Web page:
Awesome titles from local authors!
"Severance is the best work of fiction I've read yet about the millennial condition--the alienation and cruelty that comes with being a functional person under advanced global capitalism, and the compromised pleasures and irreducibly personal meaning to be found in claiming some stability in a terrible world. I love how, in this novel, doom is inevitable, and yet it comes so slowly you might not even notice it. Ling Ma has written one of my favorite novels of the year." --Jia Tolentino, New Yorker staff writer
We say: Read it. You won't regret it.
Many of Chicago's greatest or most unusual restaurants are "no longer taking reservations," but they're definitely not forgotten. From steakhouses to delis, these dining destinations attracted movie stars, fed the hungry, launched nationwide trends and created a smorgasbord of culinary choices. Stretching across almost two centuries of memorable service and adventurous menus, this book revisits the institutions entrusted with the city's special occasions. Noted author Greg Borzo dishes out course after course of fondly remembered fare, from Maxim's to Charlie Trotter's and Trader Vic's to the Blackhawk.
"Delightful and darkly magical. Julia Fine has written a beautiful modern myth, a coming-of-age story for a girl with a worrisome power over life and death. I loved it." --Audrey Niffenegger, author of The Time Traveler's Wife and Her Fearful Symmetry
Finalist for the Bram Stoker Superior Achievement in a First Novel Award - Shortlisted for the Chicago Review of Books Best Novel Prize - A Bustle Unmissable Debut of the Year - A Popsugar Best Book of the Year - A Washington Post Best Fantasy Book of May - A Refinery 29 Best May Book - A Chicago Review of Books Best May Book - A Verge Gripping Fantasy Novel of May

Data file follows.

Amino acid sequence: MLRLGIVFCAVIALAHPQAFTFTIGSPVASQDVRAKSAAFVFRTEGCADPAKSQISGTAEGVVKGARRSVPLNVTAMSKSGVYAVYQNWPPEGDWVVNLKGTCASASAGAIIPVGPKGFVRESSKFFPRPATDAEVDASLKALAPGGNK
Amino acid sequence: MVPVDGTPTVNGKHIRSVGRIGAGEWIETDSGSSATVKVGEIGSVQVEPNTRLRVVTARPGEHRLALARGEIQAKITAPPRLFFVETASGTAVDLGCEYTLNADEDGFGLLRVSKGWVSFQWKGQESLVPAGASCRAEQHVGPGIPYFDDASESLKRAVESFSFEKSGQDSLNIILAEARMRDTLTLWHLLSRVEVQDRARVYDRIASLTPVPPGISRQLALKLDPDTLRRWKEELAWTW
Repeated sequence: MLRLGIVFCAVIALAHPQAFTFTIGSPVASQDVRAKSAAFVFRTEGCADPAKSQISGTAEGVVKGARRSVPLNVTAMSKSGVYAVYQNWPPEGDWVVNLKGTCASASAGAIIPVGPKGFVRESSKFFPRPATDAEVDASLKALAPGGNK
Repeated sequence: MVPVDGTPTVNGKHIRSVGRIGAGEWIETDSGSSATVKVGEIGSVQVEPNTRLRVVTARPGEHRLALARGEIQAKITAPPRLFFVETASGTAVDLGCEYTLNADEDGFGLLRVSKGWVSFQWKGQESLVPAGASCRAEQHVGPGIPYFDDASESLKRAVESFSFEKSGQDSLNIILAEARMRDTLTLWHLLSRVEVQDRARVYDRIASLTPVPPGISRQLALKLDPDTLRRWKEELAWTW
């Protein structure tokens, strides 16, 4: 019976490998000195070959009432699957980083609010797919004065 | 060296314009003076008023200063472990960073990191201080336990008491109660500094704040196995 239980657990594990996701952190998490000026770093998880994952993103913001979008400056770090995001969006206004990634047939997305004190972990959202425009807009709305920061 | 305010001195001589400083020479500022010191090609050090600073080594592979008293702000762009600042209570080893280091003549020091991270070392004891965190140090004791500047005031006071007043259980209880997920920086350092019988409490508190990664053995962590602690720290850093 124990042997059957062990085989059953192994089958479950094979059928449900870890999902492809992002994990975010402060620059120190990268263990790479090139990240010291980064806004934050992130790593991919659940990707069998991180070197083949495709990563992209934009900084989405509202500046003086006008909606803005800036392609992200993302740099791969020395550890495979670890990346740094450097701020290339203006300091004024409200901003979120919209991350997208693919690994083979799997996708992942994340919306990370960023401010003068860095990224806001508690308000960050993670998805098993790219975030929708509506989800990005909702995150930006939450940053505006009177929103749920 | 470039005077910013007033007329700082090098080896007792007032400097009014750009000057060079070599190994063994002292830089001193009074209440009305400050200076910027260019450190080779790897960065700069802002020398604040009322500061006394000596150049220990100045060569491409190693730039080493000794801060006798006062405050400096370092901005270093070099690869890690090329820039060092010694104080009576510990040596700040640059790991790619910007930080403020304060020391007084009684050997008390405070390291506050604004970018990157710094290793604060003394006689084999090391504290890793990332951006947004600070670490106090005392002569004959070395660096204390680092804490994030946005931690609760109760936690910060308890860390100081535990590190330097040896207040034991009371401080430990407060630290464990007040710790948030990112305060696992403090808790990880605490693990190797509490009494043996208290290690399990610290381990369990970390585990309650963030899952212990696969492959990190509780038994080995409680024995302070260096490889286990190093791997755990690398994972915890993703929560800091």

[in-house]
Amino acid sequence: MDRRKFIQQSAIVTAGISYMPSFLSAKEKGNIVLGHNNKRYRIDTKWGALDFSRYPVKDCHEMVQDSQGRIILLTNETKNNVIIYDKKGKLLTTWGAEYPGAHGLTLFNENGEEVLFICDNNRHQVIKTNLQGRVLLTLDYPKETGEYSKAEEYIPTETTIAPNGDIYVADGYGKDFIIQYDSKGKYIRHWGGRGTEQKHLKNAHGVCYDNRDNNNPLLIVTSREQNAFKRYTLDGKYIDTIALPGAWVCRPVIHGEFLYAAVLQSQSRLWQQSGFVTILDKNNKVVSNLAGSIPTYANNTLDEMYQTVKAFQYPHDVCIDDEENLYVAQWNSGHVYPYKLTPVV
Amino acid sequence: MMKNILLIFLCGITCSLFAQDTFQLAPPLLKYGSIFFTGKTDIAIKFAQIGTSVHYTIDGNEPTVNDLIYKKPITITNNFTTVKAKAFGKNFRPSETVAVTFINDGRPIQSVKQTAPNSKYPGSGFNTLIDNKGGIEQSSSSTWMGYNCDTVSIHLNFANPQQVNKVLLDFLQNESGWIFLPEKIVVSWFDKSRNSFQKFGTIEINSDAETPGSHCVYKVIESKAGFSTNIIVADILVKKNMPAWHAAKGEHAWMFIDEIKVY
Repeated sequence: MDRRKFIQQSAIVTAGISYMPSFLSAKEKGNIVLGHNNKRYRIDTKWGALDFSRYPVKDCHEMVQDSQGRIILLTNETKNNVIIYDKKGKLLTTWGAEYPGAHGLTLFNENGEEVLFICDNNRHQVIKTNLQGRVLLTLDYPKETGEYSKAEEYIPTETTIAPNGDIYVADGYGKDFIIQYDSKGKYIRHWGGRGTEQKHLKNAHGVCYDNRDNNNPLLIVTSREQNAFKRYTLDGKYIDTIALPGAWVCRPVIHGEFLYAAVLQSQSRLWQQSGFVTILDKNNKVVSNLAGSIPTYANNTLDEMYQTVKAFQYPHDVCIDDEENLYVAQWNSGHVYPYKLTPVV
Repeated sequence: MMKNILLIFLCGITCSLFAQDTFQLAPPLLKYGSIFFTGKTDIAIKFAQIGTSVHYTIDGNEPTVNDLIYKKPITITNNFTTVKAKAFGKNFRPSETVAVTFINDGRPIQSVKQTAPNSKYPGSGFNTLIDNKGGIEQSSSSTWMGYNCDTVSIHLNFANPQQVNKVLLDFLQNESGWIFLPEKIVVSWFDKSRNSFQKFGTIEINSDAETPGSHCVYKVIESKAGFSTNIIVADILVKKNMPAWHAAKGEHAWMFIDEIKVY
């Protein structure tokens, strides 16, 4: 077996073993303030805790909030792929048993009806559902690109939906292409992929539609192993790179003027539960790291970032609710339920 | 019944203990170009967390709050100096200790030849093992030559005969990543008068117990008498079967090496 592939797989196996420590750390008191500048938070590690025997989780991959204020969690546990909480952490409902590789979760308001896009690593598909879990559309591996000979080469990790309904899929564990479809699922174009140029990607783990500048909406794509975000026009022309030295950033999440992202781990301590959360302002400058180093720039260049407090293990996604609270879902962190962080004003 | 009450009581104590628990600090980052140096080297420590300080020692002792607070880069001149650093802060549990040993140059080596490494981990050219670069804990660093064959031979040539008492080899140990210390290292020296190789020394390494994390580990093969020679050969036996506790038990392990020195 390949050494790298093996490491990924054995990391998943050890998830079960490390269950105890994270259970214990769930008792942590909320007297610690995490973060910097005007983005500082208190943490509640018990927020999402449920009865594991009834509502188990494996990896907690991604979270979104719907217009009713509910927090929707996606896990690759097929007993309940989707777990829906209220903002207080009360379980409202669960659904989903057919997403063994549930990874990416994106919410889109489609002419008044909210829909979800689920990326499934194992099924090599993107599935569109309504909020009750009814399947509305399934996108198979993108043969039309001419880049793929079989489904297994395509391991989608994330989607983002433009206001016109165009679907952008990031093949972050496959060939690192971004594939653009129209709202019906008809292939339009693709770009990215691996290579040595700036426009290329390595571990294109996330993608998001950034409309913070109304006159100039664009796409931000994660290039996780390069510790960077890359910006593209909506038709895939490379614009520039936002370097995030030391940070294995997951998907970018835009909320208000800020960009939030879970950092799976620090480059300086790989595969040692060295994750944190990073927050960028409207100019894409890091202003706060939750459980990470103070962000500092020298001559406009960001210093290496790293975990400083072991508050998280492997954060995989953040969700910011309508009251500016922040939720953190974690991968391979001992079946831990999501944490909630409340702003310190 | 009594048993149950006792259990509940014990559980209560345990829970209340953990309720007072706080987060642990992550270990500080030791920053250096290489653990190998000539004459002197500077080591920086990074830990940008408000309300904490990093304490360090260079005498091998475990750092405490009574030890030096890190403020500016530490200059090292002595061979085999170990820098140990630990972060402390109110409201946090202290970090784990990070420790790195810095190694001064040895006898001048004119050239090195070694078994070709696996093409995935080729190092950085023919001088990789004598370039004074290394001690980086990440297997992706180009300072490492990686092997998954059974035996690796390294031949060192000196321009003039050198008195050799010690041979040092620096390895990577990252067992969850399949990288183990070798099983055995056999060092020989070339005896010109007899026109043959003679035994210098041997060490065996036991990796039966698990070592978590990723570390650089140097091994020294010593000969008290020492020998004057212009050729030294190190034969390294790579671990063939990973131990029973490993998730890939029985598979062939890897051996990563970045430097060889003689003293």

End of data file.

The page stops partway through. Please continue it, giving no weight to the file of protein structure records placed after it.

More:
In this darkly funny, striking debut, a highly unusual young woman must venture into the woods at the edge of her home to remove a curse that has plagued the women in her family for millennia--an utterly original novel with all the mesmerizing power of The Tiger's Wife, The Snow Child, and Swamplandia!
" Algren is a welcome addition to the literature on Nelson Algren's life and work. In fact the strength of Algren is the way that Wisniewski integrates Algren's working life with his personal life. This thankfully is not yet another biography of a writer that ignores the writing." --Stuart Dybek, author of The Coast of Chicago
Wisniewski interviewed dozens of Algren's closest friends and inner circle, including photographer Art Shay and author and historian Studs Terkel, and tracked down much of his unpublished writing and correspondence. She unearths new details about the writer's life, work, personality, and habits and reveals a funny, sensitive, and romantic but sometimes exasperating, insecure, and self-destructive artist. biography The first new biography of Algren in over 25 years, this fresh look at the man whose unique style and compassionate message enchanted readers and fellow writers and whose boyish charm seduced many women is indispensable to anyone interested in 20-century American literature and history.
Chicago Writers Association Nonfiction Book of the Year (2017)
Society of Midland Authors Literary Award in Biography (2017)
"[Ball's] most personal and best to date... [A] point -- about the beautiful varieties of perception, of experience -- made without sentimentality, burns at the core of the book, and of much of Ball's work, which rails against the tedium of consensus, the cruelty of conformity."--New York Times
Wrenching and beautiful, Census is a novel about free will, grief, the power of memory, and the ferocity of parental love. It is also an indictment of the cruelties of our society by a major writer.
Chicago by the Book profiles 101 landmark publications about Chicago from the past 170 years that have helped define the city and its image. Each title--carefully selected by the Caxton Club, a venerable Chicago bibliophilic organization--is the focus of an illustrated essay by a leading scholar, writer, or bibliophile.
Arranged chronologically to show the history of both the city and its books, the essays can be read in order from Mrs. John H. Kinzie's 1844 Narrative of the Massacre of Chicago to Sara Paretsky's 2015 crime novel Brush Back. Or one can dip in and out, savoring reflections on the arts, sports, crime, race relations, urban planning, politics, and even Mrs. O'Leary's legendary cow. The selections do not shy from the underside of the city, recognizing that its grit and graft have as much a place in the written imagination as soaring odes and boosterism. As Neil Harris observes in his introduction, "Even when Chicagoans celebrate their hearth and home, they do so while acknowledging deep-seated flaws." At the same time, this collection heartily reminds us all of what makes Chicago, as Norman Mailer called it, the "great American city."